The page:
Narcissus in a puddle too muddy
to see the pebbles/rocks/reality
sunken in the concrete sidewalk;
face hidden by sunglasses and a
yellow paper mask – it’s not yet
safe to bare yourself.
My body/self/soul was lost in a flood –
flooding of a village by an angry god
with a broken washing machine.
No casualties but inconsequential
losses – can’t remember when I
last ate an apple.
Unobserved cats in cardboard boxes
shrink with fear from a toddler/
child/spirit with a big stick,
parents away on summer vacation,
babysitter doing laundry.
Am I striking?
I ask the man I’ve commissioned
to paint my dog’s portrait.
Please look up the definition of ‘obfuscation’ for me.
click the icon in the bottom right corner for fullscreen
Lydia’s room is the second on the left
when entering the Kinetic Imaging gallery.
#lydiagyurina constructs and elevates a worldview of an all-important, mythic, and white self, rooted in a critical evaluation of my own idiosyncratic logic.
Sentiments of superiority, narcissism, or grandiosity by a white person have serious repercussions. White ego has justified and fueled colonialism, white supremacy, and the prioritization of white voices, particularly in the arts and academia. This discussion should not be taken lightly, and though I feel that acknowledging my role within this system is important, I need to recognize that literally putting my white body upon a pedestal and under a spotlight, accompanied by a book filled with trivial directives is, for many people, deeply problematic and potentially harmful.
This work, a culmination of research spanning the last several years, is above all an investigation of the self, or rather, myself. It responds to the circular processes of continual self-reflection, a way of thinking which is equally self-indulgent and self-loathing. In some ways, my work presents radical honesty and asks others to reflect on their own flaws and uncomfortable experiences. However, in the narrow focus on my own psyche, I often missed the context in which I and my work exist.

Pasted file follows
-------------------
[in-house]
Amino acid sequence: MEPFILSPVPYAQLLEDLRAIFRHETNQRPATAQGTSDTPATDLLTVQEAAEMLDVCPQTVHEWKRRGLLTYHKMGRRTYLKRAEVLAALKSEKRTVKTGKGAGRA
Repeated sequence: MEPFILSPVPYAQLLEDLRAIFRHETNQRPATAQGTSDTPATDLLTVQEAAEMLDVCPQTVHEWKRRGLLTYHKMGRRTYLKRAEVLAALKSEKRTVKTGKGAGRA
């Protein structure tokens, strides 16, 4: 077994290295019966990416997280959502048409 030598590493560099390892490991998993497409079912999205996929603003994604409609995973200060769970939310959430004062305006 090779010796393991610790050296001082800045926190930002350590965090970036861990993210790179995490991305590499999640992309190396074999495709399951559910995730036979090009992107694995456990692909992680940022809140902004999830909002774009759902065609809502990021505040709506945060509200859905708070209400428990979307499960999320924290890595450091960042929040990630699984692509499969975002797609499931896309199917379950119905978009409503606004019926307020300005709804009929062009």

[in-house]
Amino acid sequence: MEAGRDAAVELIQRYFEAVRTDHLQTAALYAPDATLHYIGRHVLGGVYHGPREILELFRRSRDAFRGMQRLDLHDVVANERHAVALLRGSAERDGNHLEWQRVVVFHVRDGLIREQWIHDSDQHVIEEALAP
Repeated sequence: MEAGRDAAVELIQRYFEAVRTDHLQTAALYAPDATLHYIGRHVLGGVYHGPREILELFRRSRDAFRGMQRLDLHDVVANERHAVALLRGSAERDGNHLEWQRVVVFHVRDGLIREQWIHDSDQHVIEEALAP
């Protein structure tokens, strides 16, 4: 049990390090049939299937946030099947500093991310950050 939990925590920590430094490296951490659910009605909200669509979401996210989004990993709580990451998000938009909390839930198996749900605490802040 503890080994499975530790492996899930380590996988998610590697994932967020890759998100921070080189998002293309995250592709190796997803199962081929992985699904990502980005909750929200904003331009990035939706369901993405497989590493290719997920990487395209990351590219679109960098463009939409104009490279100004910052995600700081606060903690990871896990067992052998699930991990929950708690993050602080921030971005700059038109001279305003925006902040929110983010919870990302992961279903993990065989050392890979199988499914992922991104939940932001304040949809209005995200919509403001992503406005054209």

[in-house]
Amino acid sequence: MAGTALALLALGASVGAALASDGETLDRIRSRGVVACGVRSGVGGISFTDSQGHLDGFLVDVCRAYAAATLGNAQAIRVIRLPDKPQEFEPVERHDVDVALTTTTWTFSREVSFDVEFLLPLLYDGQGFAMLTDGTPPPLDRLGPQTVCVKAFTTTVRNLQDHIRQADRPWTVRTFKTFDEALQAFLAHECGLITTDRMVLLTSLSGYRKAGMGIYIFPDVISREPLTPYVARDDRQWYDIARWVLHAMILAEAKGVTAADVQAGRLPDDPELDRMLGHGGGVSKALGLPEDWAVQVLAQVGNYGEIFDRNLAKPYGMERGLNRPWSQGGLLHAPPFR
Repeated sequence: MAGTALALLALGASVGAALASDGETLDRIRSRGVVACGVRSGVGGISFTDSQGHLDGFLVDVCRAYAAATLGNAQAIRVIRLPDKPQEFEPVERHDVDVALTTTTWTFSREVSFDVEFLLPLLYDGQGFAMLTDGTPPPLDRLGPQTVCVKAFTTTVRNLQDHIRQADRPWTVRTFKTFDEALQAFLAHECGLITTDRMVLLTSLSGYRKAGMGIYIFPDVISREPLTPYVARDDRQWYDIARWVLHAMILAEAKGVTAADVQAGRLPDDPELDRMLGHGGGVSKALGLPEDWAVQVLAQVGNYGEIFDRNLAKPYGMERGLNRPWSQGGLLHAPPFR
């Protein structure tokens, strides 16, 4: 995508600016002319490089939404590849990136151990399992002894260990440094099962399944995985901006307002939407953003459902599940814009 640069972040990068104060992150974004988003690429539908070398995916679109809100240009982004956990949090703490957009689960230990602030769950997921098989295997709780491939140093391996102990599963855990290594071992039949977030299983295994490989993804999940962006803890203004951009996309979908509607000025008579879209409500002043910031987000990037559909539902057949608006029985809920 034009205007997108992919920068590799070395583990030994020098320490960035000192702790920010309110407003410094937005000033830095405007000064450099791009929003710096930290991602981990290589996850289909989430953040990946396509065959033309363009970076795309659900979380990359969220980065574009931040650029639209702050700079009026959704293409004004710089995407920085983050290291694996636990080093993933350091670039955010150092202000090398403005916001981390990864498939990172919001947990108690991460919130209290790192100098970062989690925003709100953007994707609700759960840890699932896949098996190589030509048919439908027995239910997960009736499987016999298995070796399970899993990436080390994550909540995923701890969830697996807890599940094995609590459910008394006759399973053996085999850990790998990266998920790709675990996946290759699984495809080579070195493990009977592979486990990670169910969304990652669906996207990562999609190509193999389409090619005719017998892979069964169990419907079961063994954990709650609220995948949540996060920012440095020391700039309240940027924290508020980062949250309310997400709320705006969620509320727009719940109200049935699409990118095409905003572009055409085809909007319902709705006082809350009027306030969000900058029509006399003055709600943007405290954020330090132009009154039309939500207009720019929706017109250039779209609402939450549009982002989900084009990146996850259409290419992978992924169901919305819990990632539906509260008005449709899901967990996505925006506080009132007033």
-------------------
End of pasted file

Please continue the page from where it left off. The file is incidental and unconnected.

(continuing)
One revelation of this research was that the hyper-focused process of self-evaluation itself was a form of narcissism, a perspective I began to believe that had been informing my behaviors as a whole. The use of the phrase “grandiosity” was one that was assigned to me as a description of a symptom during a mental health crisis – during which my sense of reality, including my perception of race, sexuality, and gender, were warped. After and during this crisis, I was treated positively by peers, administrators, faculty, law enforcement, and the mental health system. It is important to acknowledge that this treatment was directly correlated with my race, gender, and economic privilege, though neither this information nor my aforementioned prejudices come into play here. This work seeks to put together the pieces of my reality, yet ignores its most uncomfortable aspects.
My activism, self-education, and participation within discussions of race, privilege, and racial justice have only just begun, and I am currently working to dismantle my own biases, expand my worldview, and use my platform to advocate for justice. This is a lifetime endeavor.
With that said, this is my work as originally conceived.
Lydia Gyurina earned a B.F.A. in Kinetic Imaging, with a minor in Creative Writing from Virginia Commonwealth University (Honors College) in 2020. Her moving image and performance work deals with themes of awkwardness, disengagement, and the inherent narcissism of self-exploration. Her work has been shown at the Anderson Gallery, Sediment Varve, and the Crenshaw House in Richmond, VA, as well as at the Moving Silently exhibition in Vallejo, CA. She is currently seeking work in documentary filmmaking, post-production, animation, or library & museum studies, and plans to continue her practice as an artist and poet.